March 5, 2024

IAVI and partners kick-start CELEBRATE study to explore acceptability and feasibility of bnAbs for infant HIV prevention 

Study focuses on socio-behavioral research to enhance understanding of preferences and factors influencing bnAb adoption for infant indication.

Celebrate Study Team
CELEBRATE study team outside the South African Medical Research Council after a site visit in December 2023.

IAVI, a non-profit organization dedicated to accelerating the development of vaccines and antibodies against infectious diseases, has announced the commencement of the CELEBRATE study, aimed at understanding the acceptability and feasibility of utilizing broadly neutralizing antibodies (bnAbs) for the prevention of HIV acquisition in infants. The study marks a significant step forward in the quest to eliminate vertical transmission of HIV, offering hope for new preventive measures beyond the current standard of care.

Conducted in collaboration with the Family Centre for Research with Ubuntu in Cape Town, the South African Medical Research Council in Durban, and the Uganda Virus Research Institute — IAVI HIV Vaccine Programme in Entebbe, the CELEBRATE study (aCcEptabiLity and fEasibility of bnAbs foR infAnT HIV Prevention in South Africa and Uganda) has officially kicked off its data collection phase. CELEBRATE is supported by the United States Agency for International Development (USAID) through the President’s Emergency Plan for AIDS Relief (PEPFAR) under IAVI’s ADVANCE program.

The CELEBRATE study embarks on an exploratory socio-behavioral research journey, gathering insights from a diverse group of stakeholders including mothers, caregivers, partners, family members, health care providers, and policymakers. The objective is to enhance understanding of preferences for bnAb prevention product attributes and to identify factors that influence the adoption of these products for post-natal prophylaxis. Moreover, the study will seek to understand special considerations for administering bnAbs to infants in the post-natal period, tackling challenges, perceived benefits, and feasibility considerations, as well as understanding key health system and programmatic perspectives on introducing bnAbs for post-natal prophylaxis in Uganda and South Africa.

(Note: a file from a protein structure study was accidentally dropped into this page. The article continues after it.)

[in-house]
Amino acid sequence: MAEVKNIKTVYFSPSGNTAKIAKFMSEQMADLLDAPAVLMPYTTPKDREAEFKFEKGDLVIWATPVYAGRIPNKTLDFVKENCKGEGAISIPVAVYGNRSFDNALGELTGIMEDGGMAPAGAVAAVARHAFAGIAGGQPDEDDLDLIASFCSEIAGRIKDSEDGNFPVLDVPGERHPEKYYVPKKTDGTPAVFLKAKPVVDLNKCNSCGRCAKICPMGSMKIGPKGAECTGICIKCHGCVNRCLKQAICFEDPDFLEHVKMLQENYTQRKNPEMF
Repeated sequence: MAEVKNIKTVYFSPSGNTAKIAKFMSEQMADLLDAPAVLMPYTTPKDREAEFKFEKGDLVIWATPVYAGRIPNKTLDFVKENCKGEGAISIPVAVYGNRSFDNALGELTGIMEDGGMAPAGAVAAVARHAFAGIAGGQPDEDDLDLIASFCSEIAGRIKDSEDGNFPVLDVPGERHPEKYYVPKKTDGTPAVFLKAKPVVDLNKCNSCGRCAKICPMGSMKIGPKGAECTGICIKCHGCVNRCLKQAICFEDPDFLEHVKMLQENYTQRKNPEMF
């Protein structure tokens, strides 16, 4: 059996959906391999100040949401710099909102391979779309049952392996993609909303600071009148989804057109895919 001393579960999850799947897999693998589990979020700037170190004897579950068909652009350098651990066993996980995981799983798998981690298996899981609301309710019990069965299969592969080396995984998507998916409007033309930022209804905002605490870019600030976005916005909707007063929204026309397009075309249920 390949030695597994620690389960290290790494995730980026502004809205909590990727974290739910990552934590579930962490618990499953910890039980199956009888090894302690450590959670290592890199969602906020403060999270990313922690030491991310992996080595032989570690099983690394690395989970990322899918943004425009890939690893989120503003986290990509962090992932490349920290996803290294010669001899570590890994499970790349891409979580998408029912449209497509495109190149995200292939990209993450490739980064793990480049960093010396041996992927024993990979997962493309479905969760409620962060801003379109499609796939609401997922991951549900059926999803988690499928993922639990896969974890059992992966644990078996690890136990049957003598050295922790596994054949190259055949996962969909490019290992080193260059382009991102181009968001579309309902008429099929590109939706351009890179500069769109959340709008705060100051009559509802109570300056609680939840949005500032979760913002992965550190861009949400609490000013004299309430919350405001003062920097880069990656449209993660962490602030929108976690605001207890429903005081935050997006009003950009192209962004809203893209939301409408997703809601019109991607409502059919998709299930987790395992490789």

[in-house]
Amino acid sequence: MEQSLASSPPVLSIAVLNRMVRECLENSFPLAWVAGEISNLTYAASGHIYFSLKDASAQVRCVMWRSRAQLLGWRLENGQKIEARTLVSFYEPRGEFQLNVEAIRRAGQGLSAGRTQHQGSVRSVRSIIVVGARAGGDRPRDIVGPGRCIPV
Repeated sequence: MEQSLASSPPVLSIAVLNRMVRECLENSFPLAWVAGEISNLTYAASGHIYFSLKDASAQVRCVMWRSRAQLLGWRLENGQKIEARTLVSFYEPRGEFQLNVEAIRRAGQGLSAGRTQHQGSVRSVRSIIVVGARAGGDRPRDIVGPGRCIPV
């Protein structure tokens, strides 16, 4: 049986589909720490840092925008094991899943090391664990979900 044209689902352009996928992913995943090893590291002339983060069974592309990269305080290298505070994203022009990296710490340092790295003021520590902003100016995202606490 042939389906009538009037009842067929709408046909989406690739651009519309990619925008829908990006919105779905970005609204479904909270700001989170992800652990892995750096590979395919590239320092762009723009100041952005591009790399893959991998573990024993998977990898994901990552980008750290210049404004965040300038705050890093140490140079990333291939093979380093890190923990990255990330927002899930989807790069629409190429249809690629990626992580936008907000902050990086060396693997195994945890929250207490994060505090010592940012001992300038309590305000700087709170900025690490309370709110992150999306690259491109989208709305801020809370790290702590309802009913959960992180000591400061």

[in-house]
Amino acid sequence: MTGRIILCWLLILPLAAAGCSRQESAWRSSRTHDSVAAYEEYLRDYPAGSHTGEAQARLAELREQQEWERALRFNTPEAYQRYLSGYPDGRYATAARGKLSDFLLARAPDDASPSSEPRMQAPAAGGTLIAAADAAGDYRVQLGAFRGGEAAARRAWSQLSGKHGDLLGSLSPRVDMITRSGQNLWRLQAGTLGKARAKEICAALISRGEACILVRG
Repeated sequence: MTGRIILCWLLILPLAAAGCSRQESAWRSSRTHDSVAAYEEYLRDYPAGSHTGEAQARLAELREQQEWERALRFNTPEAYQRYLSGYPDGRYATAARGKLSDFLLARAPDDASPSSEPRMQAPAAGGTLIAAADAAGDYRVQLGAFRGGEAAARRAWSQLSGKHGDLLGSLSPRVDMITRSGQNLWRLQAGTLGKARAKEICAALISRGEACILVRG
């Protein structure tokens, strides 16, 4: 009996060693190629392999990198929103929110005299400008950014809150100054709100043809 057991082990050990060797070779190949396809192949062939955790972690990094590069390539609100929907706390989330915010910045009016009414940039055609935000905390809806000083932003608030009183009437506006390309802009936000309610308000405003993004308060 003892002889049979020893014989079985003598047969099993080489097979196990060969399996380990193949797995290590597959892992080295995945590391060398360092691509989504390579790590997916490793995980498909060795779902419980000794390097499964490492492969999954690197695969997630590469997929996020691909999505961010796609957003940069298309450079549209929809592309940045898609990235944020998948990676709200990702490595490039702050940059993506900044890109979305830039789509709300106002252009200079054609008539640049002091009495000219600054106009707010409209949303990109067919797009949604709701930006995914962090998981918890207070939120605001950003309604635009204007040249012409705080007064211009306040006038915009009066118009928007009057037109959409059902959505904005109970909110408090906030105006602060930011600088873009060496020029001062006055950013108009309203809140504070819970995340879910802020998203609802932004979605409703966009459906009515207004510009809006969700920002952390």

Antiretroviral therapy (ART) has significantly improved the health outcomes for people living with HIV, yet challenges remain in preventing vertical transmission, especially in sub-Saharan Africa where the burden is heaviest. Evidence has shown that there remain challenges to access, initiation, and adherence to maternal ART for the prevention of vertical transmission in high HIV-prevalence settings. Broadly neutralizing antibodies represent a promising new frontier in the prevention of HIV transmission from mother to child. These antibodies have the potential to provide several weeks of protection for infants at high risk of acquiring HIV, closing gaps in the prevention cascade that current interventions cannot address.

The CELEBRATE study is poised to contribute valuable insights into the potential of bnAbs as a viable option for post-natal prophylaxis. By engaging with key stakeholders across South Africa and Uganda, the study aims to build a comprehensive understanding of the complexities surrounding the adoption and implementation of bnAb prevention products. This includes examining the safety, efficacy, and acceptability of bnAbs, informed by the lived experiences of those most affected by HIV and the health care providers serving them.

CELEBRATE underscores the importance of IAVI’s multi-disciplinary approach to public health challenges, integrating scientific research with socio-behavioral insights to pave the way for new solutions in HIV prevention.